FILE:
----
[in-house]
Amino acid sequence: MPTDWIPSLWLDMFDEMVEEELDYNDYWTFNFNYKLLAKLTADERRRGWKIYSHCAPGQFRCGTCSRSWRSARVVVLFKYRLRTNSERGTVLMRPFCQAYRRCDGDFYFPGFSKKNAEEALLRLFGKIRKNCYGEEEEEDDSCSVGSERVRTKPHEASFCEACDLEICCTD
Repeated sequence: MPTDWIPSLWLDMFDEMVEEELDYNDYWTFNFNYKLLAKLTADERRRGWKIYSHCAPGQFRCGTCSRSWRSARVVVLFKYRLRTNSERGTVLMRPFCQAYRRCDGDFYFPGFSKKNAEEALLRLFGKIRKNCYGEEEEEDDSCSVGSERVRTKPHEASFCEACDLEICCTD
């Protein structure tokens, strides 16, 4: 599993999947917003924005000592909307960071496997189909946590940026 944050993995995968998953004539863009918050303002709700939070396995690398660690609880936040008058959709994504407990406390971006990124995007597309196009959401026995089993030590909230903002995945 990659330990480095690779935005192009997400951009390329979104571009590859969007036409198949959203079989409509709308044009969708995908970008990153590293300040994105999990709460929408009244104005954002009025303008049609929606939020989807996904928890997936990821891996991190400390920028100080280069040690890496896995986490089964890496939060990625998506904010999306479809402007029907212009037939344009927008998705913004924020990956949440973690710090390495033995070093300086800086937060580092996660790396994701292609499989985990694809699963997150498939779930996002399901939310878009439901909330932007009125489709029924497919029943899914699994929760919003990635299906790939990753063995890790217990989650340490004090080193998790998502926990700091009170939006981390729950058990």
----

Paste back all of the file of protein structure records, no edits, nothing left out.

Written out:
[in-house]
Amino acid sequence: MPTDWIPSLWLDMFDEMVEEELDYNDYWTFNFNYKLLAKLTADERRRGWKIYSHCAPGQFRCGTCSRSWRSARVVVLFKYRLRTNSERGTVLMRPFCQAYRRCDGDFYFPGFSKKNAEEALLRLFGKIRKNCYGEEEEEDDSCSVGSERVRTKPHEASFCEACDLEICCTD
Repeated sequence: MPTDWIPSLWLDMFDEMVEEELDYNDYWTFNFNYKLLAKLTADERRRGWKIYSHCAPGQFRCGTCSRSWRSARVVVLFKYRLRTNSERGTVLMRPFCQAYRRCDGDFYFPGFSKKNAEEALLRLFGKIRKNCYGEEEEEDDSCSVGSERVRTKPHEASFCEACDLEICCTD
């Protein structure tokens, strides 16, 4: 599993999947917003924005000592909307960071496997189909946590940026 944050993995995968998953004539863009918050303002709700939070396995690398660690609880936040008058959709994504407990406390971006990124995007597309196009959401026995089993030590909230903002995945 990659330990480095690779935005192009997400951009390329979104571009590859969007036409198949959203079989409509709308044009969708995908970008990153590293300040994105999990709460929408009244104005954002009025303008049609929606939020989807996904928890997936990821891996991190400390920028100080280069040690890496896995986490089964890496939060990625998506904010999306479809402007029907212009037939344009927008998705913004924020990956949440973690710090390495033995070093300086800086937060580092996660790396994701292609499989985990694809699963997150498939779930996002399901939310878009439901909330932007009125489709029924497919029943899914699994929760919003990635299906790939990753063995890790217990989650340490004090080193998790998502926990700091009170939006981390729950058990």